The ventromedial hypothalamus (VMH) plays an important role in feeding behavior, obesity, and thermoregulation. The VMH contains glucose-sensing neurons, the firing of which depends on the level of extracellular glucose and which are involved in maintaining the blood glucose level via the sympathetic nervous system. The VMH also expresses various receptors of the peptides related to feeding. However, it is not well-understood whether the action of feeding-related peptides mediates the activity of glucose-sensing neurons in the VMH. In the present study, we examined the effects of feeding-related peptides on the burst-generating property of the VMH. Superfusion with insulin, pituitary adenylate cyclase-activating polypeptide, corticotropin-releasing factor, and orexin increased the frequency of the VMH oscillation. In contrast, superfusion with leptin, cholecystokinin, cocaine- and amphetamine-regulated transcript, galanin, ghrelin, and neuropeptide Y decreased the frequency of the oscillation. Our findings indicated that the frequency changes of VMH oscillation in response to the application of feeding-related peptides showed a tendency similar to changes of sympathetic nerve activity in response to the application of these substances to the brain.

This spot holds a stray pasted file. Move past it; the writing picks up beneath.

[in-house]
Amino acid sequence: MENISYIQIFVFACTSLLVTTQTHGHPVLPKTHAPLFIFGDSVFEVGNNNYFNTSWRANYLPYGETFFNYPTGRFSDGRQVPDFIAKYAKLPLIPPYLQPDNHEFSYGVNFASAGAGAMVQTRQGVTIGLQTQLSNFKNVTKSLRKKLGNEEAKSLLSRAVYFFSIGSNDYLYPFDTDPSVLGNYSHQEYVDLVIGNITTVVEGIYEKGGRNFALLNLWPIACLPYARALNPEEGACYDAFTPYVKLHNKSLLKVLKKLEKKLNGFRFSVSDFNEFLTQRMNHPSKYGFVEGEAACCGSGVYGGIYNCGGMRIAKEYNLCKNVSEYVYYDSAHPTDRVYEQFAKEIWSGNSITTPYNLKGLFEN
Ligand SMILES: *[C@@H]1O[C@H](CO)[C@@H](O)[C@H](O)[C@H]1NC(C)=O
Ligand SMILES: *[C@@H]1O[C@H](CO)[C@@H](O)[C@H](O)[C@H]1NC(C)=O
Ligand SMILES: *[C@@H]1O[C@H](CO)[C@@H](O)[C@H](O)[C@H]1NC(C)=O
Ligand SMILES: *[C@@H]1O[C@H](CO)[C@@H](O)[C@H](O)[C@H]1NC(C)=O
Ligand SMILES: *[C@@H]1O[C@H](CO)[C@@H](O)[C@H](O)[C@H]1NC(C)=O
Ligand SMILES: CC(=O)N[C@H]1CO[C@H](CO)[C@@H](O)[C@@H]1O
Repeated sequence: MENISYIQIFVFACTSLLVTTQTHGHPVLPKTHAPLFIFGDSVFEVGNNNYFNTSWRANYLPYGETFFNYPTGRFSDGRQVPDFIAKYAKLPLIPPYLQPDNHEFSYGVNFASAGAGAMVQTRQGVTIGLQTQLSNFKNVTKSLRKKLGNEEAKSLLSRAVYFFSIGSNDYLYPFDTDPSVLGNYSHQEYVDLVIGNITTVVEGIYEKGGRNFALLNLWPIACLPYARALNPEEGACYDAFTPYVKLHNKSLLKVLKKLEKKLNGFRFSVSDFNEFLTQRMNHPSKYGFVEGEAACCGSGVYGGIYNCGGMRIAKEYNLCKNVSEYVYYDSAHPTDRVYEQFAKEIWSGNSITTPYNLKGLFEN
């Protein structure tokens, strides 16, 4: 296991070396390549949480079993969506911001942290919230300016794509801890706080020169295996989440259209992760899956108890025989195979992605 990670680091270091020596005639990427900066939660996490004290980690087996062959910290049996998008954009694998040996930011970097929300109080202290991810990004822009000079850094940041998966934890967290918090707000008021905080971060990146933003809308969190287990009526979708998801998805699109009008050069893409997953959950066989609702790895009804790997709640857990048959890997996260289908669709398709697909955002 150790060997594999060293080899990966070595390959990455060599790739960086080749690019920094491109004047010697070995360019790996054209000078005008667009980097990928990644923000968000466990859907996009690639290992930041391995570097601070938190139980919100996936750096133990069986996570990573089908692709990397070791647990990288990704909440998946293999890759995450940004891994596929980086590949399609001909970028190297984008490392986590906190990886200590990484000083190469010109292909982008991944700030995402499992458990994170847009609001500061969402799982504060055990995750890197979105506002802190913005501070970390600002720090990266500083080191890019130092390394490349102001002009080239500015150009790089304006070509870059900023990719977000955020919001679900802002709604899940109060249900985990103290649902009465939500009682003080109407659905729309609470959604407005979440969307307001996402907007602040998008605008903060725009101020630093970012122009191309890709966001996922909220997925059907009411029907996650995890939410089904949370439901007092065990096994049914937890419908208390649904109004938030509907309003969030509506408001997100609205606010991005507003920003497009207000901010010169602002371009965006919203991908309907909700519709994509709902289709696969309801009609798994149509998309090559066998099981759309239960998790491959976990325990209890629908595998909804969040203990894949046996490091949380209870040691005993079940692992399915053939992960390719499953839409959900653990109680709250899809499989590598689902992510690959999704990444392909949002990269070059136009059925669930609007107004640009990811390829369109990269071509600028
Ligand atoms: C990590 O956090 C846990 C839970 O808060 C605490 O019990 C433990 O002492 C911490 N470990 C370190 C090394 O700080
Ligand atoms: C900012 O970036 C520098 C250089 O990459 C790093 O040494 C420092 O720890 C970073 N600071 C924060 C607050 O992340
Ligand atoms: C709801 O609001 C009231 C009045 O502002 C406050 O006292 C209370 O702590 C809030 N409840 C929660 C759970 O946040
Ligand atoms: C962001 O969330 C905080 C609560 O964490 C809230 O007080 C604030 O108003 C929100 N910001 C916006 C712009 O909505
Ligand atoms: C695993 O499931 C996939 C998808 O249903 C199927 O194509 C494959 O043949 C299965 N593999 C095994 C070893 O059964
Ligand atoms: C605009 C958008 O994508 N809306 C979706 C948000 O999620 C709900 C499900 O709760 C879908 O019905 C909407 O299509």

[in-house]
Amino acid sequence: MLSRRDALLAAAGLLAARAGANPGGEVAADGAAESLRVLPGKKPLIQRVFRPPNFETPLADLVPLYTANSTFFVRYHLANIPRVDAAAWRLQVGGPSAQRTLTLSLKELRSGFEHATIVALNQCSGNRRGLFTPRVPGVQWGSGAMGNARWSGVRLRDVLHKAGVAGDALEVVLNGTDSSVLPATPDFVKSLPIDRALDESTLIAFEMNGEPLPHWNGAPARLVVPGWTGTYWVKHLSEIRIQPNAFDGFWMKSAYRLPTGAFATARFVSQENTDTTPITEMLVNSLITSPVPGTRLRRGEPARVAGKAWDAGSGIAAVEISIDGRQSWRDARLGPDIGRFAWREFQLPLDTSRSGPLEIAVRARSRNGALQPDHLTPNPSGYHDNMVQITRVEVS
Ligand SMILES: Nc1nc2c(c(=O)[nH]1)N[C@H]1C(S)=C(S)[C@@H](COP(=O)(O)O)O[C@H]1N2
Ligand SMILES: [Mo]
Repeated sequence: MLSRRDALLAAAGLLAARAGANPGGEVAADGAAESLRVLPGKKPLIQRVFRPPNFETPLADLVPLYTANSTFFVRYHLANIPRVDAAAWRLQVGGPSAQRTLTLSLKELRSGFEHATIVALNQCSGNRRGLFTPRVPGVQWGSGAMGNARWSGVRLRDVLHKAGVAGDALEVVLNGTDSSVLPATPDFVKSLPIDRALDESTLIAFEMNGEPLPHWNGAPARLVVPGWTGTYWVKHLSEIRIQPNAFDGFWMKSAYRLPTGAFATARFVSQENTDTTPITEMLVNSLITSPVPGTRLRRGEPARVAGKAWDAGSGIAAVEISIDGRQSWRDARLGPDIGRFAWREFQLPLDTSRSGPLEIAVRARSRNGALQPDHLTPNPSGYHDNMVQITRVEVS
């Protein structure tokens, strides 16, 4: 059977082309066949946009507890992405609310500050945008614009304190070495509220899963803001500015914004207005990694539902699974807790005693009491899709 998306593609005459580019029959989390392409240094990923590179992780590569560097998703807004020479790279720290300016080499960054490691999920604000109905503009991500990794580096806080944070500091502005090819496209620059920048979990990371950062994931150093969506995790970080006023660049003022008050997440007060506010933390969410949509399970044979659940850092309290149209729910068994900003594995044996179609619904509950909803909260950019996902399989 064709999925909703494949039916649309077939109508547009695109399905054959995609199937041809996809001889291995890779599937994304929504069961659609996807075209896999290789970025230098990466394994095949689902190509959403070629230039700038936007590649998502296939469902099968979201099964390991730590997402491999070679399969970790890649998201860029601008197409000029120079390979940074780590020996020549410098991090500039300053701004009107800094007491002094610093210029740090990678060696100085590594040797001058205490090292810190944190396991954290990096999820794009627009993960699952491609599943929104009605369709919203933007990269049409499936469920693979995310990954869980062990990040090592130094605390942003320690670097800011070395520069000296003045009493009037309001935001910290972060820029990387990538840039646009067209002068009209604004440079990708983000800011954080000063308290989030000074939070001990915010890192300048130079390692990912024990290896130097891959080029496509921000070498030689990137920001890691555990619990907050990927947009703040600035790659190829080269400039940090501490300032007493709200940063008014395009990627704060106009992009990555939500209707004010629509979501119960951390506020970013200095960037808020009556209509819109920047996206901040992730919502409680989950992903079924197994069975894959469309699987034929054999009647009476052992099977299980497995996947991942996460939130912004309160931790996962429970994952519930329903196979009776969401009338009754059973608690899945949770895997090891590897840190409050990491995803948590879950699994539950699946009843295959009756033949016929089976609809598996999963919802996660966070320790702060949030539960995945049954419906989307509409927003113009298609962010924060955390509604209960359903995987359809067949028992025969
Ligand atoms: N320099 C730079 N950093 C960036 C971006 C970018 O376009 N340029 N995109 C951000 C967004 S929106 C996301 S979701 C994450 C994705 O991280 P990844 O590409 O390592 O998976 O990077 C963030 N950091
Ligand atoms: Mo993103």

This is an open access article distributed under the Creative Commons Attribution License
which permits unrestricted use, distribution, and reproduction in any medium, provided the original work is properly cited